If it has not been done already, your best bet is to use a "smart host" as Nathan-B2B suggested.I don't think you quite understood. SBS has 2 ways of sending mail, directly using DNS, or relaying (using a smarthost) through your ISP. In the first scenario the recipient sees the mail as coming from your server, in the second from the ISP. SBS 2008 uses the smarthost by default as it eliminates (most often) the problem you are having. With SBS to do so you need to re-run the CEICW (Server Management console | internet and e-mail | connect to the internet). Within the wizard choose to change the Exchange config, and choose to "use your ISP to send mail". In that box put their SMTP server name  smtp.MYISP.com
davorinCommented:
"Have looked at the MX record and it's not specifically mail.mydomain.com, it looks like some 3rd party domain provided by my host."

That is not the problem. That is quite normal configuration when mail service provider hosts multiple domains on single server.
davorinCommented:
If you will use smart host is up to you. If you will use it, your ISP provider will have to care not getting blacklisted, but troubleshooting mail flow will be a little more difficult. I prefer to be in control.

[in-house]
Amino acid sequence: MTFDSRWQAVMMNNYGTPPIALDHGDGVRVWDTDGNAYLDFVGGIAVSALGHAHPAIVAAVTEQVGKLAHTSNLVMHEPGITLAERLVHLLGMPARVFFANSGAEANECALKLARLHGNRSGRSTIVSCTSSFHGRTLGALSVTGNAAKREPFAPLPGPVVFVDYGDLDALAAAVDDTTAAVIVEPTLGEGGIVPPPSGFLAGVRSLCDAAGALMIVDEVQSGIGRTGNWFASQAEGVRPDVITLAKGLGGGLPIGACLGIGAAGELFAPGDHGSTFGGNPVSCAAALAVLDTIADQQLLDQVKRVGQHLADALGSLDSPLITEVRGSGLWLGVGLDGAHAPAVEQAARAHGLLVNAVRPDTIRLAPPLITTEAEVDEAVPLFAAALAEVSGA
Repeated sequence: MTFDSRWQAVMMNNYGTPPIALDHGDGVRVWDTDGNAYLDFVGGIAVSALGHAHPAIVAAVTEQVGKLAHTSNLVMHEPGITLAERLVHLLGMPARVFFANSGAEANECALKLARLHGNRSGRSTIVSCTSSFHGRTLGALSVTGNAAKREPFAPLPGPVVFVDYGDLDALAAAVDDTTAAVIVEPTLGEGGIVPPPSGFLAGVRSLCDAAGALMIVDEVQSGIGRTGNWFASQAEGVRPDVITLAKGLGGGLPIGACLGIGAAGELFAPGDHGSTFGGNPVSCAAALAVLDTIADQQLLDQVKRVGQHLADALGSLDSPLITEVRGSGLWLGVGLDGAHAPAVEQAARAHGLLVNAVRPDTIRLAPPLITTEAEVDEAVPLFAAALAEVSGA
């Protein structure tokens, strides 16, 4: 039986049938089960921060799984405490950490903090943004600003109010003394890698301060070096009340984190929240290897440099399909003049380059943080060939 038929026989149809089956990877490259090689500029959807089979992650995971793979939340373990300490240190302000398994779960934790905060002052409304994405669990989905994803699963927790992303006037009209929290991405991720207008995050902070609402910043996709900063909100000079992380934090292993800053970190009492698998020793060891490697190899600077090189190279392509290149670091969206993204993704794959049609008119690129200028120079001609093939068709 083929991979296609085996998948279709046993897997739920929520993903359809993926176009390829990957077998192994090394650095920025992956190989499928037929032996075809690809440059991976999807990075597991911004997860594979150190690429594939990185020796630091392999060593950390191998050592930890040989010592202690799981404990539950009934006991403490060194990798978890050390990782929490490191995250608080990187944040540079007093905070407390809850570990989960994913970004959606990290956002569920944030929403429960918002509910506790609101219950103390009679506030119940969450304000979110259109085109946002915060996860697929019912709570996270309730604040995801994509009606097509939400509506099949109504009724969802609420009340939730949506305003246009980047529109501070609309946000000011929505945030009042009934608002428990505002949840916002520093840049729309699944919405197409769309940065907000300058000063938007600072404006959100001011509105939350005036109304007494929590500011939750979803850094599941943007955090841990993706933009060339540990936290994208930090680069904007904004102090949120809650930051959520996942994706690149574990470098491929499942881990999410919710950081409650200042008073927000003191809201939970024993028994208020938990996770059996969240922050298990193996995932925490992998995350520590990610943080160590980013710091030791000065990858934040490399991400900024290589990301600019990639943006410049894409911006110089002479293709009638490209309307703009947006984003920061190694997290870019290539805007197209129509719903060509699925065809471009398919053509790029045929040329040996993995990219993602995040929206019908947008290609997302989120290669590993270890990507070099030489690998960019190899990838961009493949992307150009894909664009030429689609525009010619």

Anyway, preparing your server and internet connection for sending mail directly from your server is not bad idea. If you ISP SMTP mail servers will be down or blacklisted, you can simply change your server settings to send mail directly using DNS and you won't care about your ISP problems.

If you use the same website that RobWill mentioned ( http://www.mxtoolbox.com/diagnostic.aspx ) just enter your new static IP and check the results. In the first line behind number 220 you will see your mail server name specified in server's SMTP header. The rDNS setting have to be set with this FQDN name.
Sorry about mentioning so many time MX record. When you have only one MX record and you don't use POP3 connector all three values (MX record, SMTP header and rDNS) are the same. Mail servers actually checks if rDNS and SMTP header are the same. There exist exceptions, but I won't write about that right now.
Nathan-B2BCommented:
Yes, moving from the pop connector setup to hosting your own email would be the best step forward.

It would involve you asking your domain host to update the MX record to point to your static IP address where the sbs boxes resides.

However, also ensure your ISP updates their rDNS settings so that it also points to the static IP address.

For example, say your static IP address is currently 222.111.111.222 at the location where the office is.

Your domain host will need to -

1. Add an A record of smtp.mydomain.com that points to 222.111.111.222
2. Update MX record so that it points to smtp.mydomain.com (ie MX 5 mydomain.com points to smtp.mydomain.com)

Your ISP will need to -

1.  update your rDNS so that 222.111.111.222 points to smtp.mydomain.com.

Once all the above has been done, re-run the internet connection wizard on the SBS box and ensure you untick the POP connector and change the email routing option to the first option (route outgoing email via DNS).

Then, the final step to check that your ISP and domain host have done there part is -